It’s all about eating. Get the food into your mouth any way you can. Much of the meat contains bones (the meat near the bone is thought to be tastier) so pulling bones and gristle out of your mouth with your chopsticks or fingers and making a small pile on the table beside you is necessary. People will take pieces of food from the common bowl with their spoon or their chopsticks and put them in their own small bowl (maybe on top of rice) to eat, or they will eat right out of the common bowl. It would seem to me that if anyone at the table had a virus, it would be shared, but this does not appear to be the case. Only one dish I saw had its own set of serving chopsticks that were not supposed to be put in your mouth. It was a noodle dish and no one could tell me why it receives special consideration.
In Hong Kong, I’ve noticed, separate serving chopsticks are often used. I remember seeing a public service commercial on Hong Kong TV reminding families to use serving chopsticks.
Food is pushed, shoved, gobbled, and slurped until the last remnants of the bowl are brought to your mouth and shoveled in. Napkins are usually small pieces of tissue which you bring yourself and use sparingly. Fancier restaurants hand out little packets of tissues. Drinks are not commonly served, although are available on request. Coca Cola, water, and other drinks are usually served warm.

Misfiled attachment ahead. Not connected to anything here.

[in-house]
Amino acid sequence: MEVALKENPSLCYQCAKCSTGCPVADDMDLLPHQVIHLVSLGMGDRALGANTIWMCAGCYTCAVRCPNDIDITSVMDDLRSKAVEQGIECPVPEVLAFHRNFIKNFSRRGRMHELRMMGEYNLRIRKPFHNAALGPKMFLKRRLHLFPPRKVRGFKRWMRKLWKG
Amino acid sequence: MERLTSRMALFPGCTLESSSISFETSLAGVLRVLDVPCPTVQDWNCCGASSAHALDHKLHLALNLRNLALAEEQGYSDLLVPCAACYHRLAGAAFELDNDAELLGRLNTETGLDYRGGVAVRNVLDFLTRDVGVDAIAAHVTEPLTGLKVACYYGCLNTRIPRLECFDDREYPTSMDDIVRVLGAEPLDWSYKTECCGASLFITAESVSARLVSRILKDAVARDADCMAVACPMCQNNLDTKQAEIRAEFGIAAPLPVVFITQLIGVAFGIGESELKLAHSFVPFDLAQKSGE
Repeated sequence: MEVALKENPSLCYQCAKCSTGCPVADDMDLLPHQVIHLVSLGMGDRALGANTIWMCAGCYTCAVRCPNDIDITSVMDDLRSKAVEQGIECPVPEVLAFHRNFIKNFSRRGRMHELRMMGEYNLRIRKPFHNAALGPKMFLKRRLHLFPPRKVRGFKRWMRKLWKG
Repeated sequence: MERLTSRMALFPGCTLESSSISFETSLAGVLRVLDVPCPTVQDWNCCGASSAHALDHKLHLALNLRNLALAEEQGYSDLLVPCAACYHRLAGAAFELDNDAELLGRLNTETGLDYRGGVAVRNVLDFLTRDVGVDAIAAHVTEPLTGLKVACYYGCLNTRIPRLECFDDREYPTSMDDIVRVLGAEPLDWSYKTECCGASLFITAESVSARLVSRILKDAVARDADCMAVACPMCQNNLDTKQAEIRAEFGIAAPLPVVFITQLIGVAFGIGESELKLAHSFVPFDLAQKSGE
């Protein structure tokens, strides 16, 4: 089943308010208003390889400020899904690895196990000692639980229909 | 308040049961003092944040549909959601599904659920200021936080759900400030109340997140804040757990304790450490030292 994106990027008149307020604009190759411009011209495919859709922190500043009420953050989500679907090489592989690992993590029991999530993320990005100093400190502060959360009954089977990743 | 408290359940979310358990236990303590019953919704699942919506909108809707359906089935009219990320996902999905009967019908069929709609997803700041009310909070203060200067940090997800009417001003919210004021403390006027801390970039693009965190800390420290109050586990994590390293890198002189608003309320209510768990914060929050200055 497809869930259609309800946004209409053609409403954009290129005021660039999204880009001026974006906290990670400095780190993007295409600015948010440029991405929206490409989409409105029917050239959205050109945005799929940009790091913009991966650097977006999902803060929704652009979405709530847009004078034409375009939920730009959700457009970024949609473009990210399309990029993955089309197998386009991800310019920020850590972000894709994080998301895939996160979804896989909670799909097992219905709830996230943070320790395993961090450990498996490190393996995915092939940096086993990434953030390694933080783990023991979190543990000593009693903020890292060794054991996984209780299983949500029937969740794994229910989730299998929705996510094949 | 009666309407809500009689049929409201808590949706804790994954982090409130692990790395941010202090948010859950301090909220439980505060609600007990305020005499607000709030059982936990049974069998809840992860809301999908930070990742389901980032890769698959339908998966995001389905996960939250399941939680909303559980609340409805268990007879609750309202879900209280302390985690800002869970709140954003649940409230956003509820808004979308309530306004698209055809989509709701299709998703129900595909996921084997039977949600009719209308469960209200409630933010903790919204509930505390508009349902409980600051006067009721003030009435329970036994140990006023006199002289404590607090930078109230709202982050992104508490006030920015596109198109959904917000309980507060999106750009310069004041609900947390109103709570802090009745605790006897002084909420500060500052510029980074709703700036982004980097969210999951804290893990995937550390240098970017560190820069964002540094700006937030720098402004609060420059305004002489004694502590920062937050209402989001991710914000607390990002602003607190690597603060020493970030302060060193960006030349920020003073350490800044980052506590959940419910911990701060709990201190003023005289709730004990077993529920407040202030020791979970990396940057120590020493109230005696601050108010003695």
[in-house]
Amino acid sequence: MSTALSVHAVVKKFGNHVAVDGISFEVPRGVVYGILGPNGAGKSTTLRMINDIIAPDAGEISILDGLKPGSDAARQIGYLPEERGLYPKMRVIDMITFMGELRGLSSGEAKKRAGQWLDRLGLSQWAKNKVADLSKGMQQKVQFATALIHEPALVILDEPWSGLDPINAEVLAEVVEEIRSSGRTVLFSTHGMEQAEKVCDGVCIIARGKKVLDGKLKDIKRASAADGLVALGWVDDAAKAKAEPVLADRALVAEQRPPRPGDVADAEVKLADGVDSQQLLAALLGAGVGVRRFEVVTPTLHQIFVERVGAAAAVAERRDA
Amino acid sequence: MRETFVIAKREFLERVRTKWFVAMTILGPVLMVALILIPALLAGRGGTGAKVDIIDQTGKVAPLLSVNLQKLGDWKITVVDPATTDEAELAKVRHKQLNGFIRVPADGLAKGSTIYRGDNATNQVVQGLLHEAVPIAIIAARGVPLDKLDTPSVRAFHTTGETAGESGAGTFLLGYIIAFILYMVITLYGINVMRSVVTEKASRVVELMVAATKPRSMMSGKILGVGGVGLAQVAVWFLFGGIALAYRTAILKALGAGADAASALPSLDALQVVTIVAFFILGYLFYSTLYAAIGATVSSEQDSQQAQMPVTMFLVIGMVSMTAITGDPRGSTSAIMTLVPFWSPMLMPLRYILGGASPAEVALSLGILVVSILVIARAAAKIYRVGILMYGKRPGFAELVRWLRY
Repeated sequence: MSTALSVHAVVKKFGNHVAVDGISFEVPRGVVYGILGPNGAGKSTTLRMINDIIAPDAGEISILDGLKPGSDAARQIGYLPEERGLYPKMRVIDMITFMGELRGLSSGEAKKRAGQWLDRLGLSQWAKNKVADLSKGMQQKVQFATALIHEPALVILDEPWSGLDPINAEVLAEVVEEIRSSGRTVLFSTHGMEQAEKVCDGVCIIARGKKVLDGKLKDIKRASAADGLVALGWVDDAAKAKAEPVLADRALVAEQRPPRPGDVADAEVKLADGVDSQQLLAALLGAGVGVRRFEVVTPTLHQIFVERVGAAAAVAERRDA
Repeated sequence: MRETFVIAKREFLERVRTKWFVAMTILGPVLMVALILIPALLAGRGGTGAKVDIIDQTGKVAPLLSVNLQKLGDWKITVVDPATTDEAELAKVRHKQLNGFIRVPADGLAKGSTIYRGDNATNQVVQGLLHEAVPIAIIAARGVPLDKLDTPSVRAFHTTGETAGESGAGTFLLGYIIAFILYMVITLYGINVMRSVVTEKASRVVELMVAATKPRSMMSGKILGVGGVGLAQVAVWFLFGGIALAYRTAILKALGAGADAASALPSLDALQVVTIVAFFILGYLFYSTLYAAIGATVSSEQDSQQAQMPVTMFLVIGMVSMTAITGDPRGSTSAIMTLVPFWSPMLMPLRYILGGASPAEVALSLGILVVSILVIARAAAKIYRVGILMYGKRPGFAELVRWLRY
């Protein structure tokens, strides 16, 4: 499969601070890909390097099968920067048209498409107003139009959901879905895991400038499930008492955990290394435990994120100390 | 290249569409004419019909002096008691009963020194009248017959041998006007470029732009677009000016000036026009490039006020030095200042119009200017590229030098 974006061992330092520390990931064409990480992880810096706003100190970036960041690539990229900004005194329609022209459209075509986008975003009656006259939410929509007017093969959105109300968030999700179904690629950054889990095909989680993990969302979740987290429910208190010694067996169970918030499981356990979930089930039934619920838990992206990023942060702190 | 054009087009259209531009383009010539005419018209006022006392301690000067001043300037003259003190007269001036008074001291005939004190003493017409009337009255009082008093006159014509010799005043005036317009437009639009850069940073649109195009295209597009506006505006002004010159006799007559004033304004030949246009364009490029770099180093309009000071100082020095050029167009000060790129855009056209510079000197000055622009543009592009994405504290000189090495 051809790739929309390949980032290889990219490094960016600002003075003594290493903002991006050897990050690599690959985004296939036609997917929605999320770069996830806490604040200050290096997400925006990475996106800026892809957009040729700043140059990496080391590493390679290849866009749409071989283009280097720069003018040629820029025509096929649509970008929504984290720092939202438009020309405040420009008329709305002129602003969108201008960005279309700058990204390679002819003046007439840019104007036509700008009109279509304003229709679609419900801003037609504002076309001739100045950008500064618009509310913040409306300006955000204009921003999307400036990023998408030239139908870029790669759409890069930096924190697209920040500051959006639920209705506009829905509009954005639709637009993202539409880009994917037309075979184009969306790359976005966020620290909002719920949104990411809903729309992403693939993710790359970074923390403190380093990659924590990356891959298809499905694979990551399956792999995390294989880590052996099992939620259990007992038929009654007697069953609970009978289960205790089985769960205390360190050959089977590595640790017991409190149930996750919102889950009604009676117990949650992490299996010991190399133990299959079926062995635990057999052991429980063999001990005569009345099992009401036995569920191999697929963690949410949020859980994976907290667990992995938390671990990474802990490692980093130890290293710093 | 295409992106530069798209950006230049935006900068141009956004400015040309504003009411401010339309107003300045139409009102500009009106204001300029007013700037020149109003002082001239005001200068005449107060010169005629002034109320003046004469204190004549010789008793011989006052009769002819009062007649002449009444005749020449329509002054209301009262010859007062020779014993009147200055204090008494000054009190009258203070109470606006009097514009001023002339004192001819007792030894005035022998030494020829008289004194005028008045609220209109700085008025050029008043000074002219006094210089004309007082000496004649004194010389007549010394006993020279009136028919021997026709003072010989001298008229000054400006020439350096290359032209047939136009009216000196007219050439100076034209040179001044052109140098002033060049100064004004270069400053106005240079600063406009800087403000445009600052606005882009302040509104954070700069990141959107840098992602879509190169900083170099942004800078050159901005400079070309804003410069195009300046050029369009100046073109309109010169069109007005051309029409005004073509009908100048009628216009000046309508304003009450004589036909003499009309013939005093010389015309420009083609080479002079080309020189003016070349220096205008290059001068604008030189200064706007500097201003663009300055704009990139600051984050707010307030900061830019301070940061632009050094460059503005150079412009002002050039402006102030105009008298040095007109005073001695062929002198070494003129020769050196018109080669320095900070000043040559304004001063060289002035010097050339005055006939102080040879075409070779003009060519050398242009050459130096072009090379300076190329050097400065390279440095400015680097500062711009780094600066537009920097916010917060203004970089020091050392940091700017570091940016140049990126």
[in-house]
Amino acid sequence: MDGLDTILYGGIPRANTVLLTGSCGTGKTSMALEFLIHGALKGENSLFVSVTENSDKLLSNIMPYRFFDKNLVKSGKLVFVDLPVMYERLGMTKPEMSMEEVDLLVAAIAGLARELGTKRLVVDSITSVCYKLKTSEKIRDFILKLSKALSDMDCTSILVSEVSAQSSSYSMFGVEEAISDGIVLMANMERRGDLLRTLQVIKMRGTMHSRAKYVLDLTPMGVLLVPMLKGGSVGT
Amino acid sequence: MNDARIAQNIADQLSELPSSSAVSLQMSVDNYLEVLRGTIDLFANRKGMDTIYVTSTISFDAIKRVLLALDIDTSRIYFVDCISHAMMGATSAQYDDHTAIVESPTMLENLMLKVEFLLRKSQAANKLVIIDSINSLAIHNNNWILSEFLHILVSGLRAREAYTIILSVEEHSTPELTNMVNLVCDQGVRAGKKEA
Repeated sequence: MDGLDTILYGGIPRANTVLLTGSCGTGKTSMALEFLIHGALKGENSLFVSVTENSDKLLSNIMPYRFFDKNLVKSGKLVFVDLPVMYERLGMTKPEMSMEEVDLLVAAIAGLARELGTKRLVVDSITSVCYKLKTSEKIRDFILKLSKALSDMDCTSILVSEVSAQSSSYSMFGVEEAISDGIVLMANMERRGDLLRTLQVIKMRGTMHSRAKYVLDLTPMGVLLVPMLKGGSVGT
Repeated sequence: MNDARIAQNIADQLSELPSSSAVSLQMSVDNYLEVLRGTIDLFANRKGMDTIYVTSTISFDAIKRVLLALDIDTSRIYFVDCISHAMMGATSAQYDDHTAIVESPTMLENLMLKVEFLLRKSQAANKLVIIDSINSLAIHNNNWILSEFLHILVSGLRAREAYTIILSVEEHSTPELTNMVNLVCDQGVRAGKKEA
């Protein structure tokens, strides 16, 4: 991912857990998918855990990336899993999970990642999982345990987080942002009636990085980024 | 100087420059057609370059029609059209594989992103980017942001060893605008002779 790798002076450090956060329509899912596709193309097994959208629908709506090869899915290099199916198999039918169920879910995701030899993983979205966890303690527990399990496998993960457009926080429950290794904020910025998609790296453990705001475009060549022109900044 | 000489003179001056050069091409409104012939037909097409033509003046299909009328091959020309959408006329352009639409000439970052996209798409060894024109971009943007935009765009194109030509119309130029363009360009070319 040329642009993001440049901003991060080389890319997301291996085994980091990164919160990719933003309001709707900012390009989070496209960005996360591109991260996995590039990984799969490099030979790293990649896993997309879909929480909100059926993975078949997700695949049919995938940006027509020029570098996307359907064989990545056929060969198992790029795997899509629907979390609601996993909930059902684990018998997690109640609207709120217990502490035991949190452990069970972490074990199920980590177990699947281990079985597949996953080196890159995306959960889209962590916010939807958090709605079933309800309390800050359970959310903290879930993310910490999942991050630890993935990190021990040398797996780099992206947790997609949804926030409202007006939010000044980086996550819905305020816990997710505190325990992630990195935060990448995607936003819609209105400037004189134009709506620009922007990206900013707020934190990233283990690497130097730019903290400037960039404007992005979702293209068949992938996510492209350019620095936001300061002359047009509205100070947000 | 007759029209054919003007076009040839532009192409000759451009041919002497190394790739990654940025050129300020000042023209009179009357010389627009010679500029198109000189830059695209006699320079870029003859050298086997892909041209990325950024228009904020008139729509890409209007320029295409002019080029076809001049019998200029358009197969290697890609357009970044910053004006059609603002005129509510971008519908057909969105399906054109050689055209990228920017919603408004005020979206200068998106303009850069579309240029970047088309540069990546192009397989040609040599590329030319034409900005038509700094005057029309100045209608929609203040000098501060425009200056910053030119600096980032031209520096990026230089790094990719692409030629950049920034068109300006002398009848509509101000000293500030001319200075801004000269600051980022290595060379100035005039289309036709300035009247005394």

Through American eyes, it is thoroughly unfamiliar. I’ve come to find it both comfortable and effective. Chopsticks are cheaper (they practically grow on trees), easier to wash then forks, don’t get lost or stolen, and get the job done as long as you’re not eating greasy peanuts (a test they have been known to give to foreigners).

Oh, one rule of manners. You aren’t supposed to stick your chopsticks standing straight up in a bowl of rice because they will look like incense sticks and people will think you’re praying. OK.

The Western custom I miss the least: God Bless You.
Look, I sneeze from time to time. I’m not sick, I just have something tickling the inside of my nose. Sometimes I’ll sneeze several times in a row. I always find it annoying when people nearby, even strangers with no regard to any religious affiliations or beliefs I may or may not have, offer me a blessing — often several when I’m sneezing multiple times. “God Bless You, bless you, bless you, haha bless you again.” It’s like we’re stuck in a holy loop.

Saying “God bless you” is a throwback to 13th century black plague victims who would sneeze to announce their infection, then die. Let’s send “God bless you” back to the 13th century where it belongs. If you’re a stranger walking by me on the street and want to offer me a sacred blessing, you can say “God bless you” and get the strange look you deserve.

In China (or at least in Guilin), sneeze once and it means someone’s mad at you. Sneeze twice and somebody misses you. Three times and you’re probably coming down with something. People are too polite to mention it.